Tags: sci-fi series, The X-Files revival, The X-Files season 10
So X-philes from most parts of the world just witnessed the final episode of season 10 of The X-Files. While some fans felt The X-Files revival was unsatisfying, most are actually satisfied with the way it turned out. Ratings wise, The X-Files revival was a hit. It still garnered around 20 million viewers in the US from the season premiere. And the final episode drew in about 7.6 million viewers in US alone.
I previously wrote reviews of the first three episodes of season 10. This time I’ve written reviews of the last three episodes. Here they are:
Episode 4: Home Again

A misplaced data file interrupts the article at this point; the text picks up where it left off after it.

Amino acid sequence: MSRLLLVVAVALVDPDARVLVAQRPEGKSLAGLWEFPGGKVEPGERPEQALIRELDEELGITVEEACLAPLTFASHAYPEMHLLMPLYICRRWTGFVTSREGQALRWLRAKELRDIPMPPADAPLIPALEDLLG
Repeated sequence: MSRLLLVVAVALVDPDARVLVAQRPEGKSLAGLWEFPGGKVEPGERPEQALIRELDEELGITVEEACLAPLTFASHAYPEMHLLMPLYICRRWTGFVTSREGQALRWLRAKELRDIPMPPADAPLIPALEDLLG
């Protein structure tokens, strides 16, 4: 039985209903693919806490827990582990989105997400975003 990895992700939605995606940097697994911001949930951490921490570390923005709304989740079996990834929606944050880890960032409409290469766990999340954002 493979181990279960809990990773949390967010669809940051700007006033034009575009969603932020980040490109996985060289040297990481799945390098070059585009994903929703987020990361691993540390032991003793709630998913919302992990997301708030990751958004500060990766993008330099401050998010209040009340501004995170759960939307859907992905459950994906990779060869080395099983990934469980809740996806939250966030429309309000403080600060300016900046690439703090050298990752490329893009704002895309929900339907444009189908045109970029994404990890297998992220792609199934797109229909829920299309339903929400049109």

This was a Scully-centric episode that dealt with the death of Scully’s mother and how she coped with it. I saw two sides of Scully in this episode – the vulnerable and emotional Scully who desperately wanted to keep her mother alive, and the strong, rational one who wanted to catch a criminal. That emotional side of Scully was intensified with her strong feeling of guilt about William, the son she had with Mulder who they gave up for adoption. Underlying this episode was a story about a mysterious figure killing people who treated the homeless like they’re disposable things, easily discarded and forgotten.